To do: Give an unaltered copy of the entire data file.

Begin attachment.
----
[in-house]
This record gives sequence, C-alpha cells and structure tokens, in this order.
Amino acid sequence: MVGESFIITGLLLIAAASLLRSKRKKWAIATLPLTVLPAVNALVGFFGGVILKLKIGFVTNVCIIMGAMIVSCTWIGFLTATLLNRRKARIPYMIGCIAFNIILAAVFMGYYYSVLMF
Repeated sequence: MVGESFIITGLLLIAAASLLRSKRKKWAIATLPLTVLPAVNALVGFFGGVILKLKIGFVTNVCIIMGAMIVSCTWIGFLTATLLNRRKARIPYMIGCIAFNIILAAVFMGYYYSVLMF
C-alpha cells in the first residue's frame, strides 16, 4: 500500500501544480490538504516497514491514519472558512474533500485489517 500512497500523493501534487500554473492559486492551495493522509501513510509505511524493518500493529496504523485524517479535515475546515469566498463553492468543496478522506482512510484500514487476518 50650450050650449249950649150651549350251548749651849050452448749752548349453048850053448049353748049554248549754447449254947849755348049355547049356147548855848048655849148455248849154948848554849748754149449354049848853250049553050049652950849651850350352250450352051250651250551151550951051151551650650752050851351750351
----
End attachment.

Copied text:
[in-house]
This record gives sequence, C-alpha cells and structure tokens, in this order.
Amino acid sequence: MVGESFIITGLLLIAAASLLRSKRKKWAIATLPLTVLPAVNALVGFFGGVILKLKIGFVTNVCIIMGAMIVSCTWIGFLTATLLNRRKARIPYMIGCIAFNIILAAVFMGYYYSVLMF
Repeated sequence: MVGESFIITGLLLIAAASLLRSKRKKWAIATLPLTVLPAVNALVGFFGGVILKLKIGFVTNVCIIMGAMIVSCTWIGFLTATLLNRRKARIPYMIGCIAFNIILAAVFMGYYYSVLMF
C-alpha cells in the first residue's frame, strides 16, 4: 500500500501544480490538504516497514491514519472558512474533500485489517 500512497500523493501534487500554473492559486492551495493522509501513510509505511524493518500493529496504523485524517479535515475546515469566498463553492468543496478522506482512510484500514487476518 50650450050650449249950649150651549350251548749651849050452448749752548349453048850053448049353748049554248549754447449254947849755348049355547049356147548855848048655849148455248849154948848554849748754149449354049848853250049553050049652950849651850350352250450352051250651250551151550951051151551650650752050851351750351